Languages Jefferson Spoke or Read

From Thomas Jefferson Encyclopedia

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-'''Speaking'''+==Speaking==
 +[[Thomas Jefferson]] himself said in his ''Notes of a Tour through Holland and the Rhine Valley'', "...there was not a person to be found in Duysberg who could understand either English, French, Italian or Latin. So I could make no enquiry."<ref>[[Short Title List| ''PTJ'',]] 13:13.</ref>
-Jefferson himself said in his ''Notes of a Tour through Holland and the Rhine Valley'', "...there was not a person to be found in Duysberg who could understand either English, French, Italian or Latin. So I could make no enquiry." ''Papers'' 13:13<br>+And later in his ''Hints to Americans Travelling in Europe'', "I could find no body in the village however who could speak any language I spoke, and could not make them understand what I wished to see."<ref>Ibid, 13:264.</ref><br>
-And later in his ''Hints to Americans Travelling in Europe'', "I could find no body in the village however who could speak any language I spoke, and could not make them understand what I wished to see." ''Papers'' 13:264<br>+==Reading==
 +Jefferson said in an April 12, 1817 letter to Joseph Delaplaine, "I was educated at William and Mary college in Williamsburg. I read Greek, Latin, French, Italian, Spanish, and English of course, with something of it’s radix the Anglo-Saxon." In addition to the languages he lists, there is some evidence that Jefferson was attempting German.<ref>Kimball, Marie. [http://tjportal.monticello.org/cgi-bin/Pwebrecon.cgi?BBID=332''Jefferson: The Road to Glory, 1743 to 1776.''] (New York: Coward-McCann, 1943), 106-109.</ref>
-'''Reading'''+Jefferson had dictionaries, vocabularies, and grammars in a number of other languages in his library. These included Arabic, Gaelic, and Welsh, amongst others. However, without confirmation from Jefferson himself, the most we can assume is that he was "dabbling" in these languages, and never achieved a notable degree of fluency.
-Jefferson said in an April 12, 1817 letter to Joseph Delaplaine, "I was educated at William and Mary college in Williamsburg. I read Greek, Latin, French, Italian, Spanish, and English of course, with something of it’s radix the Anglo-Saxon." In addition to the languages he lists, there is some evidence that Jefferson was attempting German (see Kimball).<br>+== Footnotes ==
 +<references/>
-Jefferson had dictionaries, vocabularies, and grammars in a number of other languages in his library. These included Arabic, Gaelic, and Welsh, amongst others. However, without confirmation from TJ himself, the most we can assume is that he was "dabbling" in these languages, and never acheived a notable degree of fluency.+==Further Sources==
 +*Gilreath, James, and Douglas L. Wilson (eds). [http://tjportal.monticello.org/cgi-bin/Pwebrecon.cgi?BBID=3641''Thomas Jefferson's Library: A Catalog With the Entries in His Own Order''.] (Washington, D.C.: Library of Congress, 1989). Available [http://www.loc.gov/catdir/toc/becites/main/jefferson/88607928_ch43.html online]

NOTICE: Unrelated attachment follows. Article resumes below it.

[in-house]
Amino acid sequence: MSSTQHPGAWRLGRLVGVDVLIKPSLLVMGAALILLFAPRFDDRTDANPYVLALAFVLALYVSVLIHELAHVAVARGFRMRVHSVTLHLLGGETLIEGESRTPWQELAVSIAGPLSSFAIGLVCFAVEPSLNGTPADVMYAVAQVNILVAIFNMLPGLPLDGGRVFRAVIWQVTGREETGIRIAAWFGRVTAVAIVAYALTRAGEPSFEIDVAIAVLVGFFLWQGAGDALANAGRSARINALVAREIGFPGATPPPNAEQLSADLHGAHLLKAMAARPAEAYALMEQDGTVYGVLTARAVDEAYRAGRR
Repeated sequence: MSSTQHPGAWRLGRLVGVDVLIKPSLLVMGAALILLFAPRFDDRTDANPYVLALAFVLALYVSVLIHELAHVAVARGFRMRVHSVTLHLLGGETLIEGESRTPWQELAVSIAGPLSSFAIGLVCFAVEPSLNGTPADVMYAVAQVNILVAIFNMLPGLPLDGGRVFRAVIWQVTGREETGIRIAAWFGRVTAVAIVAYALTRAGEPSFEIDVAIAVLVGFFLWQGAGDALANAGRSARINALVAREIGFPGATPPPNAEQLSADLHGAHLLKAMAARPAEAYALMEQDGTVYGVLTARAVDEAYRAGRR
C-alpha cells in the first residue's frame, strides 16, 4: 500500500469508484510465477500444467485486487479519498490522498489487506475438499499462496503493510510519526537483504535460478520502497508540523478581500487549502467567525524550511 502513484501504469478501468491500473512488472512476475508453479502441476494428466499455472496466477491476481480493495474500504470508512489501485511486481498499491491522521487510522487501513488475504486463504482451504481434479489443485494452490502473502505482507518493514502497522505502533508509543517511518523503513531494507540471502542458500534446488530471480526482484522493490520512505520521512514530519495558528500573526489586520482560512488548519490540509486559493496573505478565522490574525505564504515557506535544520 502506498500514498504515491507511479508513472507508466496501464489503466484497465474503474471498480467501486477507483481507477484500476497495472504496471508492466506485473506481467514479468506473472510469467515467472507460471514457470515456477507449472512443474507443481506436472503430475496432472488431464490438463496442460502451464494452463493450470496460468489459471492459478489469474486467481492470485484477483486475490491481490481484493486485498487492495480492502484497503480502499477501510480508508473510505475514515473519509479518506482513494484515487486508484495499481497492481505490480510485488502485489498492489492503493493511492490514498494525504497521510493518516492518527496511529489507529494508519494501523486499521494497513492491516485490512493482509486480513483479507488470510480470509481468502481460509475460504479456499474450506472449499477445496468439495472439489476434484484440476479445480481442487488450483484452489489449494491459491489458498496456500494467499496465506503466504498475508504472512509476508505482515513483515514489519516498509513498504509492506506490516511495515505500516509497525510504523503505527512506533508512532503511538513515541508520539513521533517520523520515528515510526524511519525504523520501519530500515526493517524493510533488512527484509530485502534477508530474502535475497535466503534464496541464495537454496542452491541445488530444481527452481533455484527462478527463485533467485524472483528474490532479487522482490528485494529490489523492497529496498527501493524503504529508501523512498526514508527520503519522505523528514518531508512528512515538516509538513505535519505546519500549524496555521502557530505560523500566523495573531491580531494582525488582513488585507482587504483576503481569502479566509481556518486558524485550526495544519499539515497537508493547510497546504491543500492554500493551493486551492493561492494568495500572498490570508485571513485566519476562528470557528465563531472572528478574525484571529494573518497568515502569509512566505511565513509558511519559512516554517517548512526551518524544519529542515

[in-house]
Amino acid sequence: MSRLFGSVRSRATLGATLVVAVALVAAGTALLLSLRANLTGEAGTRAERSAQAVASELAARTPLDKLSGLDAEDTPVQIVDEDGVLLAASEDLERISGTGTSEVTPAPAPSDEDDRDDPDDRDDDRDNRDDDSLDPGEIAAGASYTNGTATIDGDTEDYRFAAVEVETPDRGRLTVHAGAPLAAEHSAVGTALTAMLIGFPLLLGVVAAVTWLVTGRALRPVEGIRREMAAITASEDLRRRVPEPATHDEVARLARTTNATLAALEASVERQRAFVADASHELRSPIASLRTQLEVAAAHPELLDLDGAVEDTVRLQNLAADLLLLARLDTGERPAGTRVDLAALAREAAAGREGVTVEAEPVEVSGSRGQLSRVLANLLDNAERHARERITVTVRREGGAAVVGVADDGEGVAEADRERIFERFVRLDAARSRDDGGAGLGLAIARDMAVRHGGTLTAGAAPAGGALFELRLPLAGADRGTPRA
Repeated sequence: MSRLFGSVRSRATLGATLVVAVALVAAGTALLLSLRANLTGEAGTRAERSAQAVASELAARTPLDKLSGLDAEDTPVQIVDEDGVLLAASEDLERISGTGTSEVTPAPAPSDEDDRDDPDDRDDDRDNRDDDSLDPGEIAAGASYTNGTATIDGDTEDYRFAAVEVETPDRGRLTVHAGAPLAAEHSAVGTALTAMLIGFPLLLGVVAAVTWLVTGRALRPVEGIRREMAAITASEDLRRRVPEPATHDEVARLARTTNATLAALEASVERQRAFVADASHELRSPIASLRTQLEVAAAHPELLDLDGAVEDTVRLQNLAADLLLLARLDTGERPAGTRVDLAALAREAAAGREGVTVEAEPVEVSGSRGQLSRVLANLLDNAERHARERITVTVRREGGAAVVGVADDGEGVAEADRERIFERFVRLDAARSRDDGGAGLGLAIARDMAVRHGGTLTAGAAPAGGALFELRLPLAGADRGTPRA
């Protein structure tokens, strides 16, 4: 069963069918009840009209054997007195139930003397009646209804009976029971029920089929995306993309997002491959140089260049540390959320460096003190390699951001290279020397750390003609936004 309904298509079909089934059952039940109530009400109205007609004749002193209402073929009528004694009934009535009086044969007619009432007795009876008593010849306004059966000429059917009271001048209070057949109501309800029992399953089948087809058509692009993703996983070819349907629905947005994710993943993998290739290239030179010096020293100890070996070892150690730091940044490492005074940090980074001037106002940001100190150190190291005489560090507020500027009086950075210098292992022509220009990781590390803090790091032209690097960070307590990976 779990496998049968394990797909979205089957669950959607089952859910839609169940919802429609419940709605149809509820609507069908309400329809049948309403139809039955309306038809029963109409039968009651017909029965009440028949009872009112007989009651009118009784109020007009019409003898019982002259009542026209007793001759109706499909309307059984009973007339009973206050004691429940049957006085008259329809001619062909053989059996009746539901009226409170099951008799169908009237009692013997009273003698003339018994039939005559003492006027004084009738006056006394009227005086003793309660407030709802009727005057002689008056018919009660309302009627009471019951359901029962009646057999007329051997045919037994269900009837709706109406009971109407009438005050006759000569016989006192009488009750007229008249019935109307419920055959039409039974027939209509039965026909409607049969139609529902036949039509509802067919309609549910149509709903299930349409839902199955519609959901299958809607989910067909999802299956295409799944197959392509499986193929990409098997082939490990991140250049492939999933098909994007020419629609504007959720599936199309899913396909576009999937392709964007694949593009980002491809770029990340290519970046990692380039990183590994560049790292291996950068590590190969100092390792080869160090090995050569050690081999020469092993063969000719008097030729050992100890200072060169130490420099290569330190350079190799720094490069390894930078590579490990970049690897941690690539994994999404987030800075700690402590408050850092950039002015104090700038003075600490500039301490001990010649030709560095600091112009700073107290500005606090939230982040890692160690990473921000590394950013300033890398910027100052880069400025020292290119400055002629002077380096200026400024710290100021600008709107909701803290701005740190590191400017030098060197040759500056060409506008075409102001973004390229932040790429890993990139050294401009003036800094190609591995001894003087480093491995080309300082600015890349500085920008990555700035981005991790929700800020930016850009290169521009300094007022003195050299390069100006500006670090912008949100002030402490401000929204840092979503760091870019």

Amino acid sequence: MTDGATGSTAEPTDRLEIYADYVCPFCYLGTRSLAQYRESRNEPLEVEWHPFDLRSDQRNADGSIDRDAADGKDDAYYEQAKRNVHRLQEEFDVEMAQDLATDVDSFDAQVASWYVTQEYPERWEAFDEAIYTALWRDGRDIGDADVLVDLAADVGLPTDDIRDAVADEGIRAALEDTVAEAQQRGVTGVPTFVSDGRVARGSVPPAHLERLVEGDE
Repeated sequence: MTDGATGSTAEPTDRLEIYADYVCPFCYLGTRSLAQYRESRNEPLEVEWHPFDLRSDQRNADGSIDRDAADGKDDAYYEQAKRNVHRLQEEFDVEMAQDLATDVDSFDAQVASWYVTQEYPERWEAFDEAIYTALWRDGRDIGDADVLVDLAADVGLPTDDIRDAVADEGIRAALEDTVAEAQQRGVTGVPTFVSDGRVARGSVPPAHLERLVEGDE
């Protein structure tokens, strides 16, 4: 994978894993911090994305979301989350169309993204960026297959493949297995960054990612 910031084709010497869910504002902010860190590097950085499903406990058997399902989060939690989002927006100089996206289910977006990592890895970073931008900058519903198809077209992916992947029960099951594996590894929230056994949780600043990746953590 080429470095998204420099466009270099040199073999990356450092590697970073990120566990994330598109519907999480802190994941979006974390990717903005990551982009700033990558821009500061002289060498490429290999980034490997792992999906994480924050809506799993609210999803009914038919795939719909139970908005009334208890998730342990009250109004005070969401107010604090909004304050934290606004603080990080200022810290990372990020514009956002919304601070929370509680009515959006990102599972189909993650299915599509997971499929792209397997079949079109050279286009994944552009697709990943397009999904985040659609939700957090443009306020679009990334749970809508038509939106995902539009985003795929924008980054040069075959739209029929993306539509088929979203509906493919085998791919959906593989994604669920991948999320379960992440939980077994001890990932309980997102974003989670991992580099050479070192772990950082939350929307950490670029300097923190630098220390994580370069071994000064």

+*Randall, [[Short Title List|''Life'']], 1:24-25
 +== See Also ==
 +*[[French Language]]
 +*[[Spanish Language]]
-== Footnotes ==+[[Category:Frequently Asked Questions]]
-Gilreath, James, and Douglas L. Wilson (eds). [http://tjportal.monticello.org/cgi-bin/Pwebrecon.cgi?BBID=3641''Thomas Jefferson's Library: A Catalog With the Entries in His Own Order''.] (Washington, D.C.: Library of Congress, 1989). See Critism.<br>+[[Category:Personal Life]]
-Languages: http://www.loc.gov/catdir/toc/becites/main/jefferson/88607928_ch43.html.<br>+[[Category:Education]]
-Jefferson Library Information File: EDUCATION - Foreign Languages.<br>+
-Kimball, Marie. [http://tjportal.monticello.org/cgi-bin/Pwebrecon.cgi?BBID=332''Jefferson: The Road to Glory, 1743 to 1776'']. (New York: Coward-McCann, 1943), 106-109.<br>+
-Randall, [[Short Title List|''Life'']], 1:24-25.<br>+

Current revision

Contents

Speaking

Thomas Jefferson himself said in his Notes of a Tour through Holland and the Rhine Valley, "...there was not a person to be found in Duysberg who could understand either English, French, Italian or Latin. So I could make no enquiry."[1]

And later in his Hints to Americans Travelling in Europe, "I could find no body in the village however who could speak any language I spoke, and could not make them understand what I wished to see."[2]

Reading

Jefferson said in an April 12, 1817 letter to Joseph Delaplaine, "I was educated at William and Mary college in Williamsburg. I read Greek, Latin, French, Italian, Spanish, and English of course, with something of it’s radix the Anglo-Saxon." In addition to the languages he lists, there is some evidence that Jefferson was attempting German.[3]

Jefferson had dictionaries, vocabularies, and grammars in a number of other languages in his library. These included Arabic, Gaelic, and Welsh, amongst others. However, without confirmation from Jefferson himself, the most we can assume is that he was "dabbling" in these languages, and never achieved a notable degree of fluency.

Footnotes

  1. PTJ, 13:13.
  2. Ibid, 13:264.
  3. Kimball, Marie. Jefferson: The Road to Glory, 1743 to 1776. (New York: Coward-McCann, 1943), 106-109.

Further Sources

See Also